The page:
210 – Sedalia in the Civil War

Two years after the Rileys settled in Pettis County, Missouri, war broke out between North and South in 1861. Sedalia had been founded in October 1860, just six months earlier.

Border states like Missouri allowed slavery but did not secede from the Union.

Missouri was central to the conflict. The Missouri Compromise of 1820 had allowed Missouri as a slave state, while guaranteeing free states for the northern territories of the Louisiana Purchase. But the Kansas-Nebraska act of 1854 took away those protections and stirred the flames anew.

Missouri was ground zero

Guerrilla warfare plagued Missouri from the start of the conflict in Missouri, but intensified in early 1862 as the weather warmed.

Wikipedia – Enrolled Missouri Militia

Southern sympathizers in Missouri aided guerilla raiders like William Quantrill. Recruiters canvassed Missouri for enlistees. To combat the growing menace, Union General Halleck issued this order in March 1862.

All persons are hereby warned that if they join any guerrilla band they will not, if captured, be treated as ordinary prisoners of war, but will be hung as robbers and murderers.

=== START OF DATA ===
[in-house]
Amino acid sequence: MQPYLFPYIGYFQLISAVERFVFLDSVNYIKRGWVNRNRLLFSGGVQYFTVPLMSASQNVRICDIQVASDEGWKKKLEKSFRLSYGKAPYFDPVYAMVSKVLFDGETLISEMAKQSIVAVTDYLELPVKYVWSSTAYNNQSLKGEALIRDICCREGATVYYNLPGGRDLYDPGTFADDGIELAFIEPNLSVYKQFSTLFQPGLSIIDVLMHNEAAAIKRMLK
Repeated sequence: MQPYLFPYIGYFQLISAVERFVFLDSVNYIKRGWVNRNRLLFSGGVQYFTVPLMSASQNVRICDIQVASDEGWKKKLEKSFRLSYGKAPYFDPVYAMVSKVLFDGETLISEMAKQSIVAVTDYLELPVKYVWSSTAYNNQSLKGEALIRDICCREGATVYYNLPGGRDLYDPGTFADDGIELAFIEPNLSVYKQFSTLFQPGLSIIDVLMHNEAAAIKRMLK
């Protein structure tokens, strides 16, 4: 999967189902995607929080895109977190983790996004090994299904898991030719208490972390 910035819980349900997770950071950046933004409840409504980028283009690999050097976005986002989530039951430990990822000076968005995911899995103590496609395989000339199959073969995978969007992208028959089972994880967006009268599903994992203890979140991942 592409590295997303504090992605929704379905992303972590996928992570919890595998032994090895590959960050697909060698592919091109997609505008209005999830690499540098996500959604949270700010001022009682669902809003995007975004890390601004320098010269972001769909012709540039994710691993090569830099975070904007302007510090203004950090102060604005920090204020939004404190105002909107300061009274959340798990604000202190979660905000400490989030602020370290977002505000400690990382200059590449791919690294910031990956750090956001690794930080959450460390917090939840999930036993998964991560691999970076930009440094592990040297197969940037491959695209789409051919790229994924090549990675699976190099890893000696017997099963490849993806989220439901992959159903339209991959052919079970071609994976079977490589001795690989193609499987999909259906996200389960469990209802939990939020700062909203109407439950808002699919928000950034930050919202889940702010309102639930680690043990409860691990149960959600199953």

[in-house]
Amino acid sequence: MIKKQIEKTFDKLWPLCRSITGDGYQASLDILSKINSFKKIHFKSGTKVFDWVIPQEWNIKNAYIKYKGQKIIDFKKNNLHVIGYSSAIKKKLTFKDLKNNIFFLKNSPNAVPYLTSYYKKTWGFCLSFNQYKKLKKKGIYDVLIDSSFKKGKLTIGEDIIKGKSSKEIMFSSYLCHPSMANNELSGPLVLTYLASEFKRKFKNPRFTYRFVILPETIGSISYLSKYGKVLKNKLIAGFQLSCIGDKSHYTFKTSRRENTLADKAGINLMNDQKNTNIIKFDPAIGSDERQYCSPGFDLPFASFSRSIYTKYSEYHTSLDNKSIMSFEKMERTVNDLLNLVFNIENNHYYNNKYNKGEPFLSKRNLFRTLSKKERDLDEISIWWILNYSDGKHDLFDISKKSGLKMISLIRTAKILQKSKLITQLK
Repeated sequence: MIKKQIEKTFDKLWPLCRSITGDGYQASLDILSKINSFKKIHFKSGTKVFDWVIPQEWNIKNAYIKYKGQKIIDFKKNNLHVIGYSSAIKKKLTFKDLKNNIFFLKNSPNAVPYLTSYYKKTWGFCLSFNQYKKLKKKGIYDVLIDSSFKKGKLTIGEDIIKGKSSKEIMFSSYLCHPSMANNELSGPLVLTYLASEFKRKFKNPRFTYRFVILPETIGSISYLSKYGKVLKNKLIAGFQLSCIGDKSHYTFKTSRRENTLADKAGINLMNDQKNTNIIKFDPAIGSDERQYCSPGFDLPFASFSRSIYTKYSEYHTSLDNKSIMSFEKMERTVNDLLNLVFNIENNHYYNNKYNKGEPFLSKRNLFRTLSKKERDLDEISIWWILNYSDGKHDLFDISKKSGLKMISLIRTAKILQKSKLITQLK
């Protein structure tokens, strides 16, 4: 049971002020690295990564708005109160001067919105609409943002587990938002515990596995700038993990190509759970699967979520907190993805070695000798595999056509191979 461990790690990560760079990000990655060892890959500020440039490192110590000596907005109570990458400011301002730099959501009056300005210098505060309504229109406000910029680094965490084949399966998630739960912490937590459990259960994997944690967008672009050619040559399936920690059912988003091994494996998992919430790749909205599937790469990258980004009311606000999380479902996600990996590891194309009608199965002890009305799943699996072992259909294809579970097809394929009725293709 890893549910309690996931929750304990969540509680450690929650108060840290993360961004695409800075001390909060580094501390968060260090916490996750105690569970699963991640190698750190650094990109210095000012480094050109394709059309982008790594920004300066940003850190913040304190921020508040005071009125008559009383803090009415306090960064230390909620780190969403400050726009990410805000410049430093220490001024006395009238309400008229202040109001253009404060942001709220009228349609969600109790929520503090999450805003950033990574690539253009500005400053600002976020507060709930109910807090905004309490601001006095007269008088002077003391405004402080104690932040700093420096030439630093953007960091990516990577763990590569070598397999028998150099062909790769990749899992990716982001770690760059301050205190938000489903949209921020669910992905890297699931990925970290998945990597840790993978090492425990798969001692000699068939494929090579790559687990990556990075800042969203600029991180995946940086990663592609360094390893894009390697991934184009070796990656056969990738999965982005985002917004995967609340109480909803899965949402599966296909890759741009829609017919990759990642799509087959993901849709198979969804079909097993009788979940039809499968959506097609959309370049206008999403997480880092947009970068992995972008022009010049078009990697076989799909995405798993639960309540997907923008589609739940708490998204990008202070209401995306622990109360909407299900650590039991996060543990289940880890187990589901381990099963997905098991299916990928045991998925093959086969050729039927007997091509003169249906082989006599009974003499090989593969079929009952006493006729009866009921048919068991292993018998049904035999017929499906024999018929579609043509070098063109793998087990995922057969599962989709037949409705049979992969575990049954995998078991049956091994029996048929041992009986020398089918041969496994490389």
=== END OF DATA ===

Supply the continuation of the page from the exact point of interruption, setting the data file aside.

General Order #2 – March 13, 1862 – Gen. Henry W. Halleck – Wikipedia – Enrolled Missouri Militia

Enrolled Missouri Militia (EMM)

The order did little to stem the recruiting and guerilla warfare. In July, a more drastic measure was taken, the Enrolled Missouri Militia.

General Schofield issued General Orders No. 19 requiring loyal men to enroll in the militia, required registration of all who had previously taken up arms against the United States, and for them to surrender their weapons. The disloyal and Confederate sympathizers would not be required to enroll in the militia, but would have to declare their sympathies, which many were unwilling to do and instead enrolled.

Wikipedia – Enrolled Missouri Militia

Put simply, every man must register, loyal or disloyal. The loyal would become members of the militia. The disloyal must register and turn in their weapons.

Obviously, no one wanted to turn in their weapons, so even disloyal citizens joined the militia. They would deal with the issue if and when they were ordered to active service.

The EMM had no uniforms. They were encouraged to provide their own clothing. They also were not given arms. One example is the 80th EMM led by Capt. William J. Buxton. He claimed that only 23 of his men had arms, and they varied from squirrel rifles to shotguns. He was left with 32 men who were unarmed. 

The EMM soldiers even encountered shortages in food and supplies. In response, the government encouraged EMM soldiers to take things from disloyal individuals. This practice became problematic, as innocent people were often abused.